When you find the house of your dreams and get approved by the lender, all you have to do is just pay the closing costs, and you are the owner. Few days prior to the settlement day, you will have to meet with your real estate agent, loan officer, and the title company representative who will provide you with a copy of your closing documents. Look over the papers carefully as they contain many important details, which we will further discuss below.
Closing costs can be defined as lender and third-party fees that are paid at the closing of a real estate transaction. These costs can be paid in advance, but usually, they are paid on the settlement day. The size of the closing costs usually varies from 2% to 5% of the final sale price (eg. for a $200,000-worth property, closing costs would be around $4,000-$10,000).
Knowledge and understanding of the nature of these costs will provide you with significant insight into the process and will help you avoid stressful situations at the end, thus we highly recommend learning about them by reading the short summary below.
First of all, closing costs are divided into two categories, recurring and nonrecurring fees, which are integral parts of the transaction.
Recurring fees represent ongoing costs which you are obliged to meet as a homeowner, with a portion due upon closing; This sum will be stored in your escrow account and may be considered as a form of mandatory savings designed for covering those upcoming home expenses you’ll be facing.
Types of recurring fees
Most common forms of fees included are:
- ) Property taxes (one to eight months’ worth, depending on when your home purchase coincided with the local tax billing cycle);
- ) Homeowners insurance (the annual premium is typically due at closing, plus another two or three months’ worth of payments);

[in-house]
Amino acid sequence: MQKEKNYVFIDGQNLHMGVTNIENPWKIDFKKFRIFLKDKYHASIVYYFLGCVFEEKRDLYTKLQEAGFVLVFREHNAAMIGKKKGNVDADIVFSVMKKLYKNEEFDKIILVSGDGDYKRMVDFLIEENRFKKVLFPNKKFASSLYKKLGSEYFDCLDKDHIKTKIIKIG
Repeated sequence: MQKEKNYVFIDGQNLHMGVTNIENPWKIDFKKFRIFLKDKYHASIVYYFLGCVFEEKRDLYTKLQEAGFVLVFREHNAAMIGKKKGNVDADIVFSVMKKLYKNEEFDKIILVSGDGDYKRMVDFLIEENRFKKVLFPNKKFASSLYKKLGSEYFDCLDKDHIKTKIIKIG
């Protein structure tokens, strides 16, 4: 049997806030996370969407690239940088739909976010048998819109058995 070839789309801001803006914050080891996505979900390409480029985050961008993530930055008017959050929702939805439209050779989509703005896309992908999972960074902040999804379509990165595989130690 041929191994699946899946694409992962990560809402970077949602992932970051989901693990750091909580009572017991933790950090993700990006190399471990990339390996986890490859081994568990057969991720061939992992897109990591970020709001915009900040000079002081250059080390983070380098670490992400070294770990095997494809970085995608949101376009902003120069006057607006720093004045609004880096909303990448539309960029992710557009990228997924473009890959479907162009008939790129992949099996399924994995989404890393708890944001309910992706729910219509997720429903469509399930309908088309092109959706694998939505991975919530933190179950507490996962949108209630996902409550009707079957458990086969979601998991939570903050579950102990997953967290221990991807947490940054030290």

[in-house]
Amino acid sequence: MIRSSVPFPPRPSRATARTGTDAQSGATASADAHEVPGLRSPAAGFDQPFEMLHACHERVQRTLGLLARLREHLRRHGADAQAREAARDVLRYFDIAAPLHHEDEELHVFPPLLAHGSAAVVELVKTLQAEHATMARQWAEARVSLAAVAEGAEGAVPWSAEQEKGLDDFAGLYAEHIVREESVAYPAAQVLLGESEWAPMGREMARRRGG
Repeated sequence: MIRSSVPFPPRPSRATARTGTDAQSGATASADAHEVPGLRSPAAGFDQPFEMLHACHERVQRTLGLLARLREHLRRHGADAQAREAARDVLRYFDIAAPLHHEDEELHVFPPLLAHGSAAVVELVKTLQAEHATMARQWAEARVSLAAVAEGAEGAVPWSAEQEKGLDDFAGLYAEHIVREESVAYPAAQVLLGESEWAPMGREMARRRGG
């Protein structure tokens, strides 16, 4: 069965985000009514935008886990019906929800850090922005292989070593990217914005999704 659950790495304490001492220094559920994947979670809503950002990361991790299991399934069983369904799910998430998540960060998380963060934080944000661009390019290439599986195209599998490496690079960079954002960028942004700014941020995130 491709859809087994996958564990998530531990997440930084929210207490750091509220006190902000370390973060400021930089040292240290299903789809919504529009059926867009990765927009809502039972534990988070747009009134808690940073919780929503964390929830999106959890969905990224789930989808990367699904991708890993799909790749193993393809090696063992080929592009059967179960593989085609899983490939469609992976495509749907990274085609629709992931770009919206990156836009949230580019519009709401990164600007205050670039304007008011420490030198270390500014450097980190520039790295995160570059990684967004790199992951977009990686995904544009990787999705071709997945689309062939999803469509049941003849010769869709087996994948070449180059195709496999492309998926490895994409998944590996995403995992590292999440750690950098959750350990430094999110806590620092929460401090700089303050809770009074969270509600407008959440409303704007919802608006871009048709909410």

- ) Prepaid loan interest (for the number of days you’ll have the loan until its first payment is due);
- ) Title insurance is a cost placed into escrow, which is considered a must because it protects you in case the seller doesn’t have full rights and warranties to the title of the property.
Non-recurring fees are one-time costs related to borrowing money and the services that were required to purchase the property.Non-recurring costs are designed for paying your lender and other professionals involved in the process of buying.
Types of non-recurring fees
- ) Home inspection fees;
- ) Any discount points paid in advance to decrease your interest rate;
- ) An origination fee charged by the lender to process your loan;
- ) A document-prep fee, which covers the cost of preparing your loan file for processing;
- ) An appraisal fee, which covers the cost of a professional estimating the market value of the home;
- ) A survey fee for verifying the home’s property lines;
- ) An underwriting fee for the cost of evaluating and verifying your loan application;
- ) A credit report fee for pulling your credit scores;
- ) Title search and recording fees;
- ) A wire-transfer fee for wiring funds from the lender to your escrow account.